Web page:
non-profits

Flickr Creative Commons, andylepp

The English jurist William Blackstone said "Better that ten guilty men go free than that one innocent suffer."

In recent years, I've seen Blackstone's ratio, when it's cited, shrink down to four to one, as if there's been some kind of deflation of the presumption of innocence. I also wonder how it would fare as a poll question. It's an older idea than Blackstone's 18th century. It's as old as Genesis, as old as Maimonides, but there seem to be plenty of people eager to convict the guilty and not commensurately worried about the innocent.

Chion Wolf

Ted Carroll is celebrating his 25th year as president of Leadership Greater Hartford, one of the largest community-based leadership organizations in the country. The organization honors him for his service at their annual Polaris Awards September 27.

Because we’re based in Hartford - we care about our community. But we often find ourselves talking about what’s broken...not what’s working. Carroll has been working as a leader and a mentor for decades...and he’s spread his message about mentorship around the world.

Flickr Creative Commons, 104Muttons

What are we watching when we watch (and cheer about) a college game?

Historian Taylor Branch disputes the notion that we are watching a logical, natural outgrowth of the college's academic identity. If you're a student, are those your fellow students playing football? If you're an alumnus, are those people on the basketball court extensions of what you used to be?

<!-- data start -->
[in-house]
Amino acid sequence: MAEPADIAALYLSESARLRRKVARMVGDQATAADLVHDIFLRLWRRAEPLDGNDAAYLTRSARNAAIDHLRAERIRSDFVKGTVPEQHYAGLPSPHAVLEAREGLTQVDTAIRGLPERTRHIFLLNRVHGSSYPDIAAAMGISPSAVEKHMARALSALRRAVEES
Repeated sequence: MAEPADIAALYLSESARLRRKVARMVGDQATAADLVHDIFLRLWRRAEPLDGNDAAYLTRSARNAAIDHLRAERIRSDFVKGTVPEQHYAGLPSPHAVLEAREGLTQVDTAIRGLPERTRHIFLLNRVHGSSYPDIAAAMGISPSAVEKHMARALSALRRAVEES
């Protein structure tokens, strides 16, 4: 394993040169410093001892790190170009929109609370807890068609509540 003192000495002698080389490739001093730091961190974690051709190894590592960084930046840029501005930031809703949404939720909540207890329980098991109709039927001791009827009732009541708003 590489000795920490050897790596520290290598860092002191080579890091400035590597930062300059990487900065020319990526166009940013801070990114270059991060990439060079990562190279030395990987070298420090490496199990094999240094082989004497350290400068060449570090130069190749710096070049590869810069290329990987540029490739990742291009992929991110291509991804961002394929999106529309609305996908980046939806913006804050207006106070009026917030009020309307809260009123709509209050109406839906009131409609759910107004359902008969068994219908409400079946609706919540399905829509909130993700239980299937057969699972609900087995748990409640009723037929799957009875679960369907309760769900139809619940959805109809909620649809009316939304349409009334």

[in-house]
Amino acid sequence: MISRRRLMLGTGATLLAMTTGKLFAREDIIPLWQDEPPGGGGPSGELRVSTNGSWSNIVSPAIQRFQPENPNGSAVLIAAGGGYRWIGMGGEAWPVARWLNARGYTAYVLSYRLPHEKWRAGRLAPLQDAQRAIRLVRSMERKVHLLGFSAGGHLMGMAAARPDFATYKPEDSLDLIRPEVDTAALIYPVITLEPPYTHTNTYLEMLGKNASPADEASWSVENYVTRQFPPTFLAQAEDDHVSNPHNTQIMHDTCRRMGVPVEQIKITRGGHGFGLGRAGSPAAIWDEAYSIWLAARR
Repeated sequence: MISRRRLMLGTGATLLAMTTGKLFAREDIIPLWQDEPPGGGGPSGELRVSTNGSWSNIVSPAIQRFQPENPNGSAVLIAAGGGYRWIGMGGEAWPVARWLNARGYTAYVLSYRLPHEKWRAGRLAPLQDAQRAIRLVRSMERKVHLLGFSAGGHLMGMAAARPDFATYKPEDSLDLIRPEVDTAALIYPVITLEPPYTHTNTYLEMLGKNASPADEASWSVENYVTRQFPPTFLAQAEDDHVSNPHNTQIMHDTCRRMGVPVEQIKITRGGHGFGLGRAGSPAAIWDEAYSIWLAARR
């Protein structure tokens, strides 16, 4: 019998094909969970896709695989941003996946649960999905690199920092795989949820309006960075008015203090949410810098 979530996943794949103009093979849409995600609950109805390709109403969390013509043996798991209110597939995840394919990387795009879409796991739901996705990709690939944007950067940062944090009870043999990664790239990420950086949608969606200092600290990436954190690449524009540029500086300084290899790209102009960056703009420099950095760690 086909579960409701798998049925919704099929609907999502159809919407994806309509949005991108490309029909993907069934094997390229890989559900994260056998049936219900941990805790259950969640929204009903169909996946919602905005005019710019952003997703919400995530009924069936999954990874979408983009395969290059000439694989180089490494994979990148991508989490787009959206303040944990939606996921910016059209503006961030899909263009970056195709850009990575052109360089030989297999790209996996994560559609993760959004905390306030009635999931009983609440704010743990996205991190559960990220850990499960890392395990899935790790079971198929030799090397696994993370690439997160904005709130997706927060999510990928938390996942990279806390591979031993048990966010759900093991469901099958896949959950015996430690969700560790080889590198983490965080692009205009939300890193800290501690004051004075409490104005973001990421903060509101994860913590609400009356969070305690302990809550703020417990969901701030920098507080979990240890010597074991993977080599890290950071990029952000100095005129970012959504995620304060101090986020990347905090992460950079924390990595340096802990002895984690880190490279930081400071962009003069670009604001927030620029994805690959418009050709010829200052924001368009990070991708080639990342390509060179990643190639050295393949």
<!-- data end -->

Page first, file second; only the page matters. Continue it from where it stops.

Chion Wolf

Economists worry about a “double-dip” recession as the state and federal governments try to create jobs.  

We’re live today at the Connecticut Science Center for one of our quarterly Small Business Breakfasts.  It’s done in conjunction with our Small Business Project, where we look at how entrepreneurs are faring in this economy.

jglazer75, Wikipedia.

The recent MetroHartford Alliance roll-out of new logos and ad campaigns irritated a lot of people, including me, because the whole thing seemed so disconnected from the Hartford I know.

It was the work of a Canadian marketing company which seemed to know about as much about Hartford as I know about Toronto. They said they had talked to a lot of key stakeholders, but they didn't seem to have talked to anybody I think of when I think about the bees who make Hartford buzz.

Chion Wolf

Yesterday, I asked the outside world to submit questions for Governor Dannel P. Malloy on Facebook and via email. The response reminded me of why I wouldn't want his job.
A lot of people are really mad at him for raising taxes.
A lot of other people are really mad at him for cutting spending.
A lot of other people are really mad at him for extracting concessions from state workers.
A lot of other people are mad at him because the concessions are nowhere near meaty enough to address the state's deficit problems.

Flickr Creative Commons, Rhys Asplundh

So. Bought your generator yet? During the long power outage, everybody, it seemed, became a preparedness expert, if not an out and out survivalist. But it's a mentality you might find hard to hold on to. You have to buy food you're NOT going to eat right away.

Chion Wolf

Principal Steve Perry has been hailed for his “tough love and high expectations” at Capital Prep Magnet School in Hartford.

He’s had success in keeping kids in school in a city that’s struggled with dropout rates for decades. He preaches strict discipline and no excuses. He greets kids every morning at a school right downtown - in a famous former department store. The students wear uniforms - and he says all of them go to college.

Mike Licht, Flickr Creative Commons